Sat, 10 September, 2016
Kimchi’s less fashionable relative (a little like a lesser-known Kardashian), sauerkraut is nonetheless my firm favourite. I’m not quite so au fait with Korean cuisine to know for sure if you can cook kimchi. Probably - but with full respect to kimchi of course, it won’t quite have the comfy palatability of choucroute for European taste buds.
I make this traditional, albeit largely made up, Christmas side dish of cooked sauerkraut with lots of wild dried mushrooms - tonnes of flavour. Chorizo and choucroute is lovely, choucroute garnie with sausages and speck comes in the same league as a good cassoulet and tastes just as blissful. There is something reassuringly tame about sauerkraut that makes it a fantastic canvas for cooked dishes which kimchi with all the arrogance of gochujang cannot match.
But I should be talking all about raw and fermented so I’m side-tracking. Recipes abound, everyone is fermenting like crazy and the reports of all those good bacteria doing wonders to our guts are making poor old sauerkraut blush. Ah, yes - you CAN make it with red cabbage, too.
The visions of heads upon heads of cabbage and special crocks (sic) necessary for the exercise are a vast exaggeration. A bit like making jam, you can shred barely a head with a couple of garlic cloves at a time and throw it in one medium sized jar - and it needn’t even be a special pickling type. It’s easy.
And it doesn’t smell the house out, honest.
sauerkrautServings: 1x 2 pound jarTime: 1 hour plus fermenting over several days
- 1 head of spring cabbage, about 450-500g when shredded
- 1 medium carrot
- 3 garlic cloves, peeled and roughly chopped
- 10g good quality sea salt
- 1 dried chili, deseeded and snipped into little pieces with scissors
- 1 tsp caraway seeds
- 1 tsp black mustard seeds
- ½ tsp fennel seeds
This amount of cabbage makes less than one 1 litre jar, kilner or an ordinary jar with a well-fitting lid.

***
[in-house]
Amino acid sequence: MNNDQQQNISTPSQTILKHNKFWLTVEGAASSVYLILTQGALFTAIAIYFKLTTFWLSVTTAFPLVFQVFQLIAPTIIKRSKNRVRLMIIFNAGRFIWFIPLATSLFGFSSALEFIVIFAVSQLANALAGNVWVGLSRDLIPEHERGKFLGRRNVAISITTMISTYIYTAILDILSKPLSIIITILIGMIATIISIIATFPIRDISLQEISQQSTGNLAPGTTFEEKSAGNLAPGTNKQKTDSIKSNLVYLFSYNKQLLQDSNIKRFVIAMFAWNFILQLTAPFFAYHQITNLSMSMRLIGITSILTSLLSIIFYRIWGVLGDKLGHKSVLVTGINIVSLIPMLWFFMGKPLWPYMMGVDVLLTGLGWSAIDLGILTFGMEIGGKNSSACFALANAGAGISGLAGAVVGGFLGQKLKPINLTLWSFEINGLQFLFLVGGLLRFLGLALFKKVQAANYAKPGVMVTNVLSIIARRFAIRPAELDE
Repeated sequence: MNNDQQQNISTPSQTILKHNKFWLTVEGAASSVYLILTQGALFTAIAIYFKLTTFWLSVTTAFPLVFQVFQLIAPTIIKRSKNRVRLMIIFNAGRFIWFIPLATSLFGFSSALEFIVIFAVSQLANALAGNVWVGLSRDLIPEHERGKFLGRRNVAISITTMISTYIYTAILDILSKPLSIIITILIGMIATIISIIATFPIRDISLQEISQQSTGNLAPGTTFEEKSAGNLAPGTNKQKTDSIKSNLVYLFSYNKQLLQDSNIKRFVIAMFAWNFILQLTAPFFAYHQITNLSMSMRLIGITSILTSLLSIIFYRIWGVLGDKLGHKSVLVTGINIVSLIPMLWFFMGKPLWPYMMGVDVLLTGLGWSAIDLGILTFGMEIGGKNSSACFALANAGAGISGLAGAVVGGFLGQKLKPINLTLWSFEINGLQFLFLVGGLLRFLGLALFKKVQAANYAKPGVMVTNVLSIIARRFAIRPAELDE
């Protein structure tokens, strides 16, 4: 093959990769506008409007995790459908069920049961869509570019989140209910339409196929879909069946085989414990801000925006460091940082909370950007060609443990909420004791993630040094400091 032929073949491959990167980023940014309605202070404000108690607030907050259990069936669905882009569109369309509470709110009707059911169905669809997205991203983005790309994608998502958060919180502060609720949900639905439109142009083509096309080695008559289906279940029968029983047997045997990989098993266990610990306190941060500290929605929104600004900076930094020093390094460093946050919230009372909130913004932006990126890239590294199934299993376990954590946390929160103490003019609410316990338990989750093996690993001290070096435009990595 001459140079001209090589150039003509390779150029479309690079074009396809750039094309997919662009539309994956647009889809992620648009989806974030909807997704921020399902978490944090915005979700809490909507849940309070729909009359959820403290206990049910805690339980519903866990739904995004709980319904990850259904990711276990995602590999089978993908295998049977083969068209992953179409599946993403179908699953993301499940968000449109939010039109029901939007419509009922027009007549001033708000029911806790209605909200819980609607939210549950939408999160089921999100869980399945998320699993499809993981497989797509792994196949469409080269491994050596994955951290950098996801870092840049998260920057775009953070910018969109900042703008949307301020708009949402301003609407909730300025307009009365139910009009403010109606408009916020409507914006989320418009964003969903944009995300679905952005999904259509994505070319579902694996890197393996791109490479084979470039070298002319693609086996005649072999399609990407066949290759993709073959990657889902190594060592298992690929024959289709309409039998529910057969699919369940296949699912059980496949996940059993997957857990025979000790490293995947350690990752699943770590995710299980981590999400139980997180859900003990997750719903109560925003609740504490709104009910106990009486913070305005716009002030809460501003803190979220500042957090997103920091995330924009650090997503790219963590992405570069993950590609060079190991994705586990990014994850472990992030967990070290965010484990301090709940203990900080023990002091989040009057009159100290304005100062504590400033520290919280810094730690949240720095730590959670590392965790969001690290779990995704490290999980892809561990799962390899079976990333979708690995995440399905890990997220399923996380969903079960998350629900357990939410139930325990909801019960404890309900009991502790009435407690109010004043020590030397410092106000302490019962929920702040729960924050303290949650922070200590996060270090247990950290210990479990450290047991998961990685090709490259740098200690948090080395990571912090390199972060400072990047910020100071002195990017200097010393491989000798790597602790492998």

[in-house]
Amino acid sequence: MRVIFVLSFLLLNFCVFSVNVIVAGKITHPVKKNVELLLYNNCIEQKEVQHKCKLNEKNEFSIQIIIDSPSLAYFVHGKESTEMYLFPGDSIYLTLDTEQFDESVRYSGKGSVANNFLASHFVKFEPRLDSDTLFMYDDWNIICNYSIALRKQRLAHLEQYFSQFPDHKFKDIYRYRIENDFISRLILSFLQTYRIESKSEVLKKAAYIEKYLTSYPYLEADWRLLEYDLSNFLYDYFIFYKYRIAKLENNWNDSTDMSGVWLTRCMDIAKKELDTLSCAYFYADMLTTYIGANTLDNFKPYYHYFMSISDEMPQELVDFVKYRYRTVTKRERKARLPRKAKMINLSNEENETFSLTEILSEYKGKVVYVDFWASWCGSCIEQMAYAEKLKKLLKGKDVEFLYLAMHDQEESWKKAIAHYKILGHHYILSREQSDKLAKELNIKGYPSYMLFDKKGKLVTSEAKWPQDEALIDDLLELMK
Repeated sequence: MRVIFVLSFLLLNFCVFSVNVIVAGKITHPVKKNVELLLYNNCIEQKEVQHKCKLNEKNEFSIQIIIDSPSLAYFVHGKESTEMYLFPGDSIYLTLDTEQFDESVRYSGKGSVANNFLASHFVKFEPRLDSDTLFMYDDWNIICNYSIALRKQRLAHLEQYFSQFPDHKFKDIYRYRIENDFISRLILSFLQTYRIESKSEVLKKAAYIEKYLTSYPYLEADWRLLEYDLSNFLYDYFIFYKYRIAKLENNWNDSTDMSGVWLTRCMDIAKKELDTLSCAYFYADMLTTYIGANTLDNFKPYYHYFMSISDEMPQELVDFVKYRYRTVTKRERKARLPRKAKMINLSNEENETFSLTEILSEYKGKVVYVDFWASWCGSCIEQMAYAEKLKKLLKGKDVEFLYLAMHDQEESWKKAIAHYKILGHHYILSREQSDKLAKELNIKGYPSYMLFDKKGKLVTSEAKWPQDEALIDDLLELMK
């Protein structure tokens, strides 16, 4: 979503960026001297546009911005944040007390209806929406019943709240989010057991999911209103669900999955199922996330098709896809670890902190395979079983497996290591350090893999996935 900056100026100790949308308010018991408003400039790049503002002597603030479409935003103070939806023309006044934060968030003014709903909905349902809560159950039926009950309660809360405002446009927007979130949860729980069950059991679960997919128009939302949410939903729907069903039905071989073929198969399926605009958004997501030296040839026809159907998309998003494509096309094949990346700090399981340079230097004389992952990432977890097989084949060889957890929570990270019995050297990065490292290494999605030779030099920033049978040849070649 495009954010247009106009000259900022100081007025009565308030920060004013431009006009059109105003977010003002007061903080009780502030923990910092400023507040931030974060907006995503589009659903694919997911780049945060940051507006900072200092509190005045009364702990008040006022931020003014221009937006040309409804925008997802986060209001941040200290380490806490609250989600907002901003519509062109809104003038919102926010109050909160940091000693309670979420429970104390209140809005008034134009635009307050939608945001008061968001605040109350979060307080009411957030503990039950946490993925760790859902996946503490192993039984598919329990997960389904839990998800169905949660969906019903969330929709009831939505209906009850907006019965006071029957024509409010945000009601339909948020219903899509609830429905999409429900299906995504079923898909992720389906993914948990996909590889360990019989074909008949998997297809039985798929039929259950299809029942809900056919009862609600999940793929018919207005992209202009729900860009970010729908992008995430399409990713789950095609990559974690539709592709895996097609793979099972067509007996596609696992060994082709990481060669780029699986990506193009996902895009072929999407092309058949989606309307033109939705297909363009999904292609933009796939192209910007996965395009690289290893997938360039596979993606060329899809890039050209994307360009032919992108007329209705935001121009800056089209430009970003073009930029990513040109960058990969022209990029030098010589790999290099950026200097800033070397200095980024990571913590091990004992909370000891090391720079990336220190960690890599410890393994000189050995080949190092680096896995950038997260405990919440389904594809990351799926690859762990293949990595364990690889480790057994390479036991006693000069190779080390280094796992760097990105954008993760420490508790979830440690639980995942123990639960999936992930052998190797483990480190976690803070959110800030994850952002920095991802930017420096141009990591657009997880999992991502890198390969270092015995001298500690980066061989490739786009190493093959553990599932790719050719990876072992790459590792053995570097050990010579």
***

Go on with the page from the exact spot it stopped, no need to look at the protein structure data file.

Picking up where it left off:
1. Shred the cabbage quite finely, discarding any blemished outer leaves but save one. Julienne or coarsely grate the carrot.
2. Place the vegetables with the garlic in a large bowl, add the salt and rub it into the cabbage with your hands for a couple of minutes. Cover the bowl with a clean cloth and leave for a few hours, up to overnight.
3. Rinse the jar with boiling water. Add the spices and chili and toss them through the cabbage with your hands. Put the cabbage into the jar in four or five goes, packing it tightly in with a handle of a wooden spoon or a meat mallet. Pour any left juices over the top.
4. Rinse the spare leaf and press it into the jar on top of the cabbage – ideally there should be enough juice to cover it, the leaf is there to keep it immersed. Weigh the leaf down with a clean large pebble, a cup or a small bowl, anything that will fit into the jar. Leave it open but cover with a piece of muslin or a clean cloth.
5. After 24 hours check if the cabbage has not floated to the top, press it down again with the wooden spoon to get rid of any trapped air, recover with the leaf, bowl and the cloth and keep it in a cool, darkish spot. The fermenting will take between 1 – 3 weeks, depending on the season and the temperatures.
6. After a week start tasting the sauerkraut. When it’s sour and tart enough for you, discard the leaf, close the jar with the lid and keep the sauerkraut in the fridge.
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